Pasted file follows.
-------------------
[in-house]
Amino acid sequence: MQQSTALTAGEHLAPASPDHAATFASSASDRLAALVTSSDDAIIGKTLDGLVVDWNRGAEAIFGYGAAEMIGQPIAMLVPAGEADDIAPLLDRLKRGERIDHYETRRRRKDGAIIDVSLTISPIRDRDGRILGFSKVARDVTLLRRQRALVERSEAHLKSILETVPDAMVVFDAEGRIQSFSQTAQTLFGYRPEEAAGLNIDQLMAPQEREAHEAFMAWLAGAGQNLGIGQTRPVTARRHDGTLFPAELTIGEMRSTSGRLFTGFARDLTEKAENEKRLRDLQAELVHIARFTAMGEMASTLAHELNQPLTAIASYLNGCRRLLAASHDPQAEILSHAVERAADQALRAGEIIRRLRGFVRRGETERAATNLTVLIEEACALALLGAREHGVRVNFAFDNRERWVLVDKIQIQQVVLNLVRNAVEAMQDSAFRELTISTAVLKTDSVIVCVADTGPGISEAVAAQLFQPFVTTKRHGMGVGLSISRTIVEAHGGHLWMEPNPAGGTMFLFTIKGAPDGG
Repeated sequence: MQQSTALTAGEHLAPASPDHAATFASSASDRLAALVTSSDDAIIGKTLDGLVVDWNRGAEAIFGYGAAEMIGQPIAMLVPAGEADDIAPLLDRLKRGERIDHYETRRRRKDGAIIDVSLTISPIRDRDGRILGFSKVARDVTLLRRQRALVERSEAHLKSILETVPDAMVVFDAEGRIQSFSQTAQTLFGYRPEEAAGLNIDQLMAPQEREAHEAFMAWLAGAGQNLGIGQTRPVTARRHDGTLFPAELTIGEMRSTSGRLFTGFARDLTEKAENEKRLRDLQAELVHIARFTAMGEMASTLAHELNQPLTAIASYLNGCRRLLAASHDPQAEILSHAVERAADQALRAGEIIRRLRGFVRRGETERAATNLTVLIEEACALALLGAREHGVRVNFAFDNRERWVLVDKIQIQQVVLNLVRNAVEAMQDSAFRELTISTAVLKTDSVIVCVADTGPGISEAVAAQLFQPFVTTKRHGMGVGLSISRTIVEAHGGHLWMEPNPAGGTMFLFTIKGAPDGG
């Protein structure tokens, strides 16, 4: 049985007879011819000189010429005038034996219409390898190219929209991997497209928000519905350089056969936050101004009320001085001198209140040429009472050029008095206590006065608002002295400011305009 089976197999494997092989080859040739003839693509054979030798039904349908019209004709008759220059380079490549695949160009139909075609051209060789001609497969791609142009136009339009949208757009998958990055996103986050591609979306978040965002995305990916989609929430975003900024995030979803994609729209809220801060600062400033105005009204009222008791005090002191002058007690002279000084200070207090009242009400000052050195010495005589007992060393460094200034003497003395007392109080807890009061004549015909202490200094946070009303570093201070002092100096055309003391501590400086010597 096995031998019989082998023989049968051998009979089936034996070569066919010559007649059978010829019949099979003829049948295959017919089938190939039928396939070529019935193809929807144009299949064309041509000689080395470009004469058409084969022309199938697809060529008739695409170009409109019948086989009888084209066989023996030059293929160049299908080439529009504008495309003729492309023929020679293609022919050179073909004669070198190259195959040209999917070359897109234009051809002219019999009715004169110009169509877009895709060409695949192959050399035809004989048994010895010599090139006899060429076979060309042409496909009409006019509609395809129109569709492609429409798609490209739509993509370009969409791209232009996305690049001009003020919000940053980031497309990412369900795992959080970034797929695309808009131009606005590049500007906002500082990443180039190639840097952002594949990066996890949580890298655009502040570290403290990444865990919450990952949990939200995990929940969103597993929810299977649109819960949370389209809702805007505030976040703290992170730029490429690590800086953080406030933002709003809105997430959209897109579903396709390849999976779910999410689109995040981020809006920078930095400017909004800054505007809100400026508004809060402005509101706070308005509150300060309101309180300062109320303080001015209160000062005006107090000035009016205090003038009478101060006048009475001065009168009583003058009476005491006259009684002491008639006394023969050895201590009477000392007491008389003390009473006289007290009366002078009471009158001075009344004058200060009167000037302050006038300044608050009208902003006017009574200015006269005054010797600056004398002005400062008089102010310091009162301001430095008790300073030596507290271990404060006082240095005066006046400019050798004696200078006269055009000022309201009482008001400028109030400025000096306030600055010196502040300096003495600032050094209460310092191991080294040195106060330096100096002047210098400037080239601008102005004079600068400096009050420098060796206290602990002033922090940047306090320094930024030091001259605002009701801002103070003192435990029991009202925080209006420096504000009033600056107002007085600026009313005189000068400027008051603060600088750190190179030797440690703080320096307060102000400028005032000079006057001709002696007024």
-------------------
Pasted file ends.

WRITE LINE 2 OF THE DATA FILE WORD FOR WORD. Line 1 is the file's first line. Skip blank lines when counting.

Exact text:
Amino acid sequence: MQQSTALTAGEHLAPASPDHAATFASSASDRLAALVTSSDDAIIGKTLDGLVVDWNRGAEAIFGYGAAEMIGQPIAMLVPAGEADDIAPLLDRLKRGERIDHYETRRRRKDGAIIDVSLTISPIRDRDGRILGFSKVARDVTLLRRQRALVERSEAHLKSILETVPDAMVVFDAEGRIQSFSQTAQTLFGYRPEEAAGLNIDQLMAPQEREAHEAFMAWLAGAGQNLGIGQTRPVTARRHDGTLFPAELTIGEMRSTSGRLFTGFARDLTEKAENEKRLRDLQAELVHIARFTAMGEMASTLAHELNQPLTAIASYLNGCRRLLAASHDPQAEILSHAVERAADQALRAGEIIRRLRGFVRRGETERAATNLTVLIEEACALALLGAREHGVRVNFAFDNRERWVLVDKIQIQQVVLNLVRNAVEAMQDSAFRELTISTAVLKTDSVIVCVADTGPGISEAVAAQLFQPFVTTKRHGMGVGLSISRTIVEAHGGHLWMEPNPAGGTMFLFTIKGAPDGG